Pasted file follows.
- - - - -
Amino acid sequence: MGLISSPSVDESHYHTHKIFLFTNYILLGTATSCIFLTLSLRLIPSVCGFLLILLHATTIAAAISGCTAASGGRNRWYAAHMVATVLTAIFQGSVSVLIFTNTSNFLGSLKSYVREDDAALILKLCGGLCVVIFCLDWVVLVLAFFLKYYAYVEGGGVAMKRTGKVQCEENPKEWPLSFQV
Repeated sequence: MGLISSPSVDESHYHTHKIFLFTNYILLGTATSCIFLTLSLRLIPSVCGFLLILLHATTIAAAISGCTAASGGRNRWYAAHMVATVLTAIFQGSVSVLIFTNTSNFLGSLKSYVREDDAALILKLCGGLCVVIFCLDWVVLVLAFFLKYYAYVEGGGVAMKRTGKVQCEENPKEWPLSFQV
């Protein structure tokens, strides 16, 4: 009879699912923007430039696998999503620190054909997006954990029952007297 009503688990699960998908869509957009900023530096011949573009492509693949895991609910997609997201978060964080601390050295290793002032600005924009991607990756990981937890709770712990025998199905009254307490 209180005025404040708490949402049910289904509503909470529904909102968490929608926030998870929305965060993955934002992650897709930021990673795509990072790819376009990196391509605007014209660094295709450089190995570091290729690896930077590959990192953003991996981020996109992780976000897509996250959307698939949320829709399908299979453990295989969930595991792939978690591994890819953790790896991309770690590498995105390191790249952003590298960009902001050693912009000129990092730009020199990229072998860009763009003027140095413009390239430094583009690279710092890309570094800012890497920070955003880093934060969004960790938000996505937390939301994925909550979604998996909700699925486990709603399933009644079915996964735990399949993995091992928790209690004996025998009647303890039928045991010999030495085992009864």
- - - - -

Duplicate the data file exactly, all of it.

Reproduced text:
Amino acid sequence: MGLISSPSVDESHYHTHKIFLFTNYILLGTATSCIFLTLSLRLIPSVCGFLLILLHATTIAAAISGCTAASGGRNRWYAAHMVATVLTAIFQGSVSVLIFTNTSNFLGSLKSYVREDDAALILKLCGGLCVVIFCLDWVVLVLAFFLKYYAYVEGGGVAMKRTGKVQCEENPKEWPLSFQV
Repeated sequence: MGLISSPSVDESHYHTHKIFLFTNYILLGTATSCIFLTLSLRLIPSVCGFLLILLHATTIAAAISGCTAASGGRNRWYAAHMVATVLTAIFQGSVSVLIFTNTSNFLGSLKSYVREDDAALILKLCGGLCVVIFCLDWVVLVLAFFLKYYAYVEGGGVAMKRTGKVQCEENPKEWPLSFQV
């Protein structure tokens, strides 16, 4: 009879699912923007430039696998999503620190054909997006954990029952007297 009503688990699960998908869509957009900023530096011949573009492509693949895991609910997609997201978060964080601390050295290793002032600005924009991607990756990981937890709770712990025998199905009254307490 209180005025404040708490949402049910289904509503909470529904909102968490929608926030998870929305965060993955934002992650897709930021990673795509990072790819376009990196391509605007014209660094295709450089190995570091290729690896930077590959990192953003991996981020996109992780976000897509996250959307698939949320829709399908299979453990295989969930595991792939978690591994890819953790790896991309770690590498995105390191790249952003590298960009902001050693912009000129990092730009020199990229072998860009763009003027140095413009390239430094583009690279710092890309570094800012890497920070955003880093934060969004960790938000996505937390939301994925909550979604998996909700699925486990709603399933009644079915996964735990399949993995091992928790209690004996025998009647303890039928045991010999030495085992009864």